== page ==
58. Plato – The Greatest Philosopher 2

The Acropolis, center of economics and politics for Athenians like Plato and Socrates.
The Acropolis in Athens, by German painter Leo von Klenze, oil on canvas, 1846

After publishing the previous post, not surprisingly I received some email inquiries concerning the virgin birth of Plato. I will comment on that later, but first I would like to finish the dialogue-story about the life of Plato that I started in Post 57. Please see that post if you wish to read this story from the beginning.

Previously, the Athenian businessman/philosopher Damien hosted a visitor from Southern Italy named Xenon at his home. Xenon was in Athens for business and Plato had just died earlier that morning. Others were in attendance at Damien’s home including the poet Antimachus. Damien discussed the circumstances surrounding Plato’s birth and death as an intrigued Xenon listened intently.

Continue reading “58. Plato – The Greatest Philosopher 2”

57. Plato – The Greatest Philosopher

Agathon and Philosophers, Plato's Symposium Painting by Anselm Feuerbach
Plato’s Symposium by Anselm Feuerbach, 1869

Plato (428-347 B.C.) is considered by many to be the greatest philosopher who ever lived. He is personally my favorite. I consider myself a Platonist, albeit with some modifications, of course. In this regard, I consider the previous 56 posts as simply a prologue to this post. A.N. Whitehead (1861-1947), an English mathematician and philosopher, said the following:

“The safest general characterization of the European philosophical tradition is that it consists of a series of footnotes to Plato.”1

What made him so great? The heart of the answer to this question lies in a quote by Proclus, a 5th century Neoplatonist philosopher:

“The most peculiar and firm principle of all the dialogues of Plato, and of the whole theory of that philosopher, is the knowledge of our own nature.”2

The ancients talked about this idea of knowing oneself as a starting point for the knowledge of the universe. According to Proclus, this encapsulates the essence of Plato’s philosophy which is why, no matter how esoteric some of his ideas may seem, he has resonated with people throughout time and across cultures. Plato gives us keen insight into our human nature, thus giving us tools to understand the universe.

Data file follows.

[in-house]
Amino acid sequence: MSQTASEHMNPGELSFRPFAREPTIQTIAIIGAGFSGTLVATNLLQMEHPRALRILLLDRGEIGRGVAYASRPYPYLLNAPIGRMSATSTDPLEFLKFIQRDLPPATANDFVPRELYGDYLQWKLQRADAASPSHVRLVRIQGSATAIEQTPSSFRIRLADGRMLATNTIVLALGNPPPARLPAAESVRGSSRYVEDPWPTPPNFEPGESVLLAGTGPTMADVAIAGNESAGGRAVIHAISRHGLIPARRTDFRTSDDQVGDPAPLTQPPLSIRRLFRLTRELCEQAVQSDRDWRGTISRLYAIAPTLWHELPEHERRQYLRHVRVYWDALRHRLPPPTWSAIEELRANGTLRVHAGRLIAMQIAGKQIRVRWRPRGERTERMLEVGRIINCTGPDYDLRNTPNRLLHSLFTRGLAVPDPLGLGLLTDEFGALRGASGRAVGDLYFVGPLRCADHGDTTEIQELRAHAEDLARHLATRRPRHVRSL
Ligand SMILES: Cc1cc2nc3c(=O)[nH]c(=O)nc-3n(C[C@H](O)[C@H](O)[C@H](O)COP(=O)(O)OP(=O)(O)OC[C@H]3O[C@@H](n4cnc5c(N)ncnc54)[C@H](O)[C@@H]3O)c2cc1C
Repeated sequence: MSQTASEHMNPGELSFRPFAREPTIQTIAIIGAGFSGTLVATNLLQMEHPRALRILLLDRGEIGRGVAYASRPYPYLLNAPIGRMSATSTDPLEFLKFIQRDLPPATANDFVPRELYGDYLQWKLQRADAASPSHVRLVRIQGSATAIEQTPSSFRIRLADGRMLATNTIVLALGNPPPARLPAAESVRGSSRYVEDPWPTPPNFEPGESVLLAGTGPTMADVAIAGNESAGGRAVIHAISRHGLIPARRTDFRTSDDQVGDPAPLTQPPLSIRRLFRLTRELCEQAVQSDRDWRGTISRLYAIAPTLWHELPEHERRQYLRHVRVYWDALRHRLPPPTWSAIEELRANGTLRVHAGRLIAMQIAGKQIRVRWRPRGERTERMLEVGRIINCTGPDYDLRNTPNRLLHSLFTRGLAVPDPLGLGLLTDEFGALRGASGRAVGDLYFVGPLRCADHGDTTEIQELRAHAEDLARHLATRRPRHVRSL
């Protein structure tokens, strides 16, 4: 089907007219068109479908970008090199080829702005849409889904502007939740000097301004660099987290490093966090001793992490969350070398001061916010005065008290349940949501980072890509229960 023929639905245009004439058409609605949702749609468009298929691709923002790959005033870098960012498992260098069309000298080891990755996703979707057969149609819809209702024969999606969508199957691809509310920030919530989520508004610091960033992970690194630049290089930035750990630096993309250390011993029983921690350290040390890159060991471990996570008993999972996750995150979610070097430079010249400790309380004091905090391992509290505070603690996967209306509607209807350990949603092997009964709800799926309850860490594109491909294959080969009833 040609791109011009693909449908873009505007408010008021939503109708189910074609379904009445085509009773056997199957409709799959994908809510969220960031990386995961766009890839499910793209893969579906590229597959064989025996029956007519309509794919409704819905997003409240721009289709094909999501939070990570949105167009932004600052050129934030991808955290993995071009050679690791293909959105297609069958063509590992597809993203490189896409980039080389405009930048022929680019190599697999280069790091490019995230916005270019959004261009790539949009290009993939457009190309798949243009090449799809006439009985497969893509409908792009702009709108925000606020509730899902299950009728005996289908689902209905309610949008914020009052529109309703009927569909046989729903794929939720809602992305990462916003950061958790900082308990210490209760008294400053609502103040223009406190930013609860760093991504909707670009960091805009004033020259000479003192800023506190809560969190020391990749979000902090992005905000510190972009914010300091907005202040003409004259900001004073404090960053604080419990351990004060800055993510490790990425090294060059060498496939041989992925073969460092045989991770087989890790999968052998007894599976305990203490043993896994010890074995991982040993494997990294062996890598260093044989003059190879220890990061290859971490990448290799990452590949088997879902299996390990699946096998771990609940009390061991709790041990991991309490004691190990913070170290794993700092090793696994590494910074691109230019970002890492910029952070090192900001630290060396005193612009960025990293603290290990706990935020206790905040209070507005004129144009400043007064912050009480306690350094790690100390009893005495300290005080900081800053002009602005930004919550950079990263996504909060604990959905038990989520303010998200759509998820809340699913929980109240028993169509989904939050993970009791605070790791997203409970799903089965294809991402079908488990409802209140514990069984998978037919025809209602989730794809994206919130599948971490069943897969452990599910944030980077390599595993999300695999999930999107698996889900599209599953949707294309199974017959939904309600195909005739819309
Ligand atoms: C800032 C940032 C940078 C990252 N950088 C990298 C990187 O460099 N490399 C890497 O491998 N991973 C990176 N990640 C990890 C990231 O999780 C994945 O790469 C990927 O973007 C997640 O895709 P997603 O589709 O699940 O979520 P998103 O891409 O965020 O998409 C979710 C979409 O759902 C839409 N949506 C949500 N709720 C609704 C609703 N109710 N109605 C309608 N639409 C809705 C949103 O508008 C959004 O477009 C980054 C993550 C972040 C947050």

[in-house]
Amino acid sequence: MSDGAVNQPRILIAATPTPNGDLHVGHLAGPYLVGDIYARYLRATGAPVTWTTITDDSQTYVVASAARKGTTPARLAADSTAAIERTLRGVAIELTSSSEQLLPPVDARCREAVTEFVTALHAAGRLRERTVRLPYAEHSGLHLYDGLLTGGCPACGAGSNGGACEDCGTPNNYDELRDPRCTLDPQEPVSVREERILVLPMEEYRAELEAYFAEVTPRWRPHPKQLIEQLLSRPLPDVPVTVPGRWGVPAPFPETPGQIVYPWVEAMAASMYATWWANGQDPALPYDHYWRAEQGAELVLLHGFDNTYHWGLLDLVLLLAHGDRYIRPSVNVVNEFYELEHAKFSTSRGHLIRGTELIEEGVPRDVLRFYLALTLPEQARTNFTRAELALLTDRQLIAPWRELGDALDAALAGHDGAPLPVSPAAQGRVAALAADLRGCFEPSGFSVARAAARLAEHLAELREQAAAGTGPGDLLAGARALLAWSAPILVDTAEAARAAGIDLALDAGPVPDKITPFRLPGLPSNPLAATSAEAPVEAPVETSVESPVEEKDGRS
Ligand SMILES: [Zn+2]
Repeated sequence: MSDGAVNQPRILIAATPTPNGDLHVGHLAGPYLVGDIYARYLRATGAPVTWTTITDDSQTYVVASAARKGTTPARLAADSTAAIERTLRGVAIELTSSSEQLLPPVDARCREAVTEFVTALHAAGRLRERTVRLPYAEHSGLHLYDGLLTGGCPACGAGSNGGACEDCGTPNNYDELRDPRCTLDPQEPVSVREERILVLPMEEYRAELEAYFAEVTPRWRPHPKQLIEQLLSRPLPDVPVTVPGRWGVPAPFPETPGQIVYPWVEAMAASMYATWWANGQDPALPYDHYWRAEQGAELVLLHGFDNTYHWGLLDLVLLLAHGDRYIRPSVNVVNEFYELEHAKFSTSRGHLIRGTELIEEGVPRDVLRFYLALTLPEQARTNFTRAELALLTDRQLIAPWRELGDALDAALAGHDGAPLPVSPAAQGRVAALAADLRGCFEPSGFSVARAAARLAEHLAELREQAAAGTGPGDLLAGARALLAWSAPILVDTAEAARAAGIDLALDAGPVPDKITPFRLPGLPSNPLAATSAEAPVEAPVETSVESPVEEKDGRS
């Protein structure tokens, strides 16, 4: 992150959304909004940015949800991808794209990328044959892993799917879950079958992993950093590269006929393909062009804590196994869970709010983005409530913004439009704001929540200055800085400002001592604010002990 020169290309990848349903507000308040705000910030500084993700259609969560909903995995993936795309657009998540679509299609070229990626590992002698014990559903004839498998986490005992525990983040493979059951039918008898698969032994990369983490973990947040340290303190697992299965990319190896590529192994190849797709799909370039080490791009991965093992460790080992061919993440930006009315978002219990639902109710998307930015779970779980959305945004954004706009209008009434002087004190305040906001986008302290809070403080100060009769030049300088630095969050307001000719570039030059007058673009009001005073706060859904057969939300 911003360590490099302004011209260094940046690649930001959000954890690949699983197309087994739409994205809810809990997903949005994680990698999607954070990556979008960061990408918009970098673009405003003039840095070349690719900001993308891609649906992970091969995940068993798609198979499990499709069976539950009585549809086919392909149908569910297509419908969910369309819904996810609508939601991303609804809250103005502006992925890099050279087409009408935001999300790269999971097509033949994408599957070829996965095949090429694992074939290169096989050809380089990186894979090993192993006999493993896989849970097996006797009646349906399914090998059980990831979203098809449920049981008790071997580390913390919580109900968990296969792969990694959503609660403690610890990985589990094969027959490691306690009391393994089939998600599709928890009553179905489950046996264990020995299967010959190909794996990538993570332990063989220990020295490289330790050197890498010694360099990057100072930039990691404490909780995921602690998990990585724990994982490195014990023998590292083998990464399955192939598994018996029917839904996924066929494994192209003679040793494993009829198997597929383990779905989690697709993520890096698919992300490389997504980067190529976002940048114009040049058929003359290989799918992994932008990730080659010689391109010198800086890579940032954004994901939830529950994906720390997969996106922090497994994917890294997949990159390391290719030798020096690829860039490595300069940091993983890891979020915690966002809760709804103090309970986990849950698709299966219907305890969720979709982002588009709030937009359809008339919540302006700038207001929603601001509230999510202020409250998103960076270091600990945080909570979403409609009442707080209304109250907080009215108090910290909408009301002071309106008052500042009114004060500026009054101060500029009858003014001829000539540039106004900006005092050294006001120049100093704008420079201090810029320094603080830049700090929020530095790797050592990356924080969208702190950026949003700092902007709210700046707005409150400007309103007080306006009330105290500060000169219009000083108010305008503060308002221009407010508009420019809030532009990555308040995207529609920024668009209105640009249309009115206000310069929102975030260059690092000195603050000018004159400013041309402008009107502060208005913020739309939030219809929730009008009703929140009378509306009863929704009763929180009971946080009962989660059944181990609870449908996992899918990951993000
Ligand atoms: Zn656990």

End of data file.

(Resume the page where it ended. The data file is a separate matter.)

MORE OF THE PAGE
Continue reading “57. Plato – The Greatest Philosopher”

56. The Metaphysics of Resurrection

An icon portraying the doctrine of the Resurrection of Christ, giving us some hint of what might happen to the body in the afterlife.
An Icon of the Resurrection of Christ by Robert J. Andrews, “America’s Truly Byzantine Iconographer”

In the West, we have three main beliefs concerning the afterlife – materialistic annihilation, reincarnation, and resurrection. Before continuing with this post, stop briefly for a moment and consider what your view is of the afterlife, if indeed you have given it much thought. Please leave your comments below.

Continue reading “56. The Metaphysics of Resurrection”

55. Man Is the Measure of All Things

Protagoras posited a universal truth that is not in conflict with natural law nor legal positivism.
da Vinci’s Vitruvian Man

Is man the measure of all things? And what does Protagoras mean by this exactly? Some have called him the father of relativism, but we will see in this article that Protagoras actually meant something very different by his famous statement. Read on to see how this relates to issues such as the Civil Rights movement of the 20th century and the debate over abortion.

Continue reading “55. Man Is the Measure of All Things”

54. Protagoras the Sophist

The philosophy of the most well-known Sophist, Protagoras, included a phrase 'man is the measure.'

“Man is the measure of all things.”

This famous dictum is familiar to most of us, yet I imagine that most people have no idea who uttered those words. You can probably guess by the title of this post that it was none other than the philosopher Protagoras. But what did he mean by it and why are there different interpretations of such a simple phrase?

Continue reading “54. Protagoras the Sophist”

53. The Sophists

The Sophists changed the course of Athens in history, elevating rhetoric and education. They must have had great influence on future philosophers, despite there being only 30 Sophists in the record.
Allegory of Rhetoric oil on canvas painting by Laurent de La Hire, 1650